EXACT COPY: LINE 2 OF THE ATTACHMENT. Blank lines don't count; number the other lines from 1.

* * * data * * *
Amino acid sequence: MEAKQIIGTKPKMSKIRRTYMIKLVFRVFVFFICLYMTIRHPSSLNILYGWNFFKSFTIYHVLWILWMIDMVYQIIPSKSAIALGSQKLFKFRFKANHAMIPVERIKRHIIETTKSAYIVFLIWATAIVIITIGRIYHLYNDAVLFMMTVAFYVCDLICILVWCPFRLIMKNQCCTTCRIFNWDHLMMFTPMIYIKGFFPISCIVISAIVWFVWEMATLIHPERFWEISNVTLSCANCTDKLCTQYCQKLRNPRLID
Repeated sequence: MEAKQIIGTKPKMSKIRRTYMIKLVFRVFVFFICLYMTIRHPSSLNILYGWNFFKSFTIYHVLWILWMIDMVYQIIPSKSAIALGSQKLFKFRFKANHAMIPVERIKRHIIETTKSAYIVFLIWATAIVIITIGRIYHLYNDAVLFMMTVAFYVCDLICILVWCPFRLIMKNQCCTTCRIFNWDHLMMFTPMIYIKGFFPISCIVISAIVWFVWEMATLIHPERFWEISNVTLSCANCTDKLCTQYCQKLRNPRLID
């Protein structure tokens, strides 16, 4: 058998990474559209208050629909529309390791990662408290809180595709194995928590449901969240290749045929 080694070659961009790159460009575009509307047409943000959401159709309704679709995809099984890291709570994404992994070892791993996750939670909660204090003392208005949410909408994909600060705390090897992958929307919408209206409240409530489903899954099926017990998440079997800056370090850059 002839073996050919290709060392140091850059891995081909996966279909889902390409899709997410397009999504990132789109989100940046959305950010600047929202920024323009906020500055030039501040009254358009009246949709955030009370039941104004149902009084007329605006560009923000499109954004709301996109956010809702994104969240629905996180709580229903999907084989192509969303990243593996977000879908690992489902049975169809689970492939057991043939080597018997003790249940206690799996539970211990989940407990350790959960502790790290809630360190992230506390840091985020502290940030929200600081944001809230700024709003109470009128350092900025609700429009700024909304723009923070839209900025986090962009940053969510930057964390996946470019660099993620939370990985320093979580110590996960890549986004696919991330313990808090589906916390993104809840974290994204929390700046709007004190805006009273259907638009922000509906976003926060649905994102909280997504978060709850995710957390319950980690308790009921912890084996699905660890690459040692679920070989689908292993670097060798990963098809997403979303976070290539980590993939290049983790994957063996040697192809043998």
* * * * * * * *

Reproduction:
Repeated sequence: MEAKQIIGTKPKMSKIRRTYMIKLVFRVFVFFICLYMTIRHPSSLNILYGWNFFKSFTIYHVLWILWMIDMVYQIIPSKSAIALGSQKLFKFRFKANHAMIPVERIKRHIIETTKSAYIVFLIWATAIVIITIGRIYHLYNDAVLFMMTVAFYVCDLICILVWCPFRLIMKNQCCTTCRIFNWDHLMMFTPMIYIKGFFPISCIVISAIVWFVWEMATLIHPERFWEISNVTLSCANCTDKLCTQYCQKLRNPRLID